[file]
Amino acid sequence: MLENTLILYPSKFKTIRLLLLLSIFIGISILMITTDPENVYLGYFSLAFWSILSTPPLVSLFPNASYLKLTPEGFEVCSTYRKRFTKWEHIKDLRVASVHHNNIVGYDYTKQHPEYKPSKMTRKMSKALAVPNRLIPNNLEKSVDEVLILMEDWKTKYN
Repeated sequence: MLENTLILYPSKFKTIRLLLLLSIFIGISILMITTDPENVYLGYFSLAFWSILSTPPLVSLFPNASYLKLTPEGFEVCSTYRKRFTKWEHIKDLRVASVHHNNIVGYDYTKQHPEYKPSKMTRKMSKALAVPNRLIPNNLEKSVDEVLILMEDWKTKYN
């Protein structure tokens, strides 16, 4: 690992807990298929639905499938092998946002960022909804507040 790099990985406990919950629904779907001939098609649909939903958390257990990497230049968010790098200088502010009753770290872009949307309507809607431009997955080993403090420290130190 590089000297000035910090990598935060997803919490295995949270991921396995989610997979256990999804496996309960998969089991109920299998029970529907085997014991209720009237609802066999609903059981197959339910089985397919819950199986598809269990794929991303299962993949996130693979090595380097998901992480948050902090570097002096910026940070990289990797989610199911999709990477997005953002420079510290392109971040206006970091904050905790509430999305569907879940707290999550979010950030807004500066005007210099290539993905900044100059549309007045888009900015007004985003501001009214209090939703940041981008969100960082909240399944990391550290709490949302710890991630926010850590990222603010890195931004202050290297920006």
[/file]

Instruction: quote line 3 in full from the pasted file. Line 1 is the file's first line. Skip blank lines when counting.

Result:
């Protein structure tokens, strides 16, 4: 690992807990298929639905499938092998946002960022909804507040 790099990985406990919950629904779907001939098609649909939903958390257990990497230049968010790098200088502010009753770290872009949307309507809607431009997955080993403090420290130190 590089000297000035910090990598935060997803919490295995949270991921396995989610997979256990999804496996309960998969089991109920299998029970529907085997014991209720009237609802066999609903059981197959339910089985397919819950199986598809269990794929991303299962993949996130693979090595380097998901992480948050902090570097002096910026940070990289990797989610199911999709990477997005953002420079510290392109971040206006970091904050905790509430999305569907879940707290999550979010950030807004500066005007210099290539993905900044100059549309007045888009900015007004985003501001009214209090939703940041981008969100960082909240399944990391550290709490949302710890991630926010850590990222603010890195931004202050290297920006």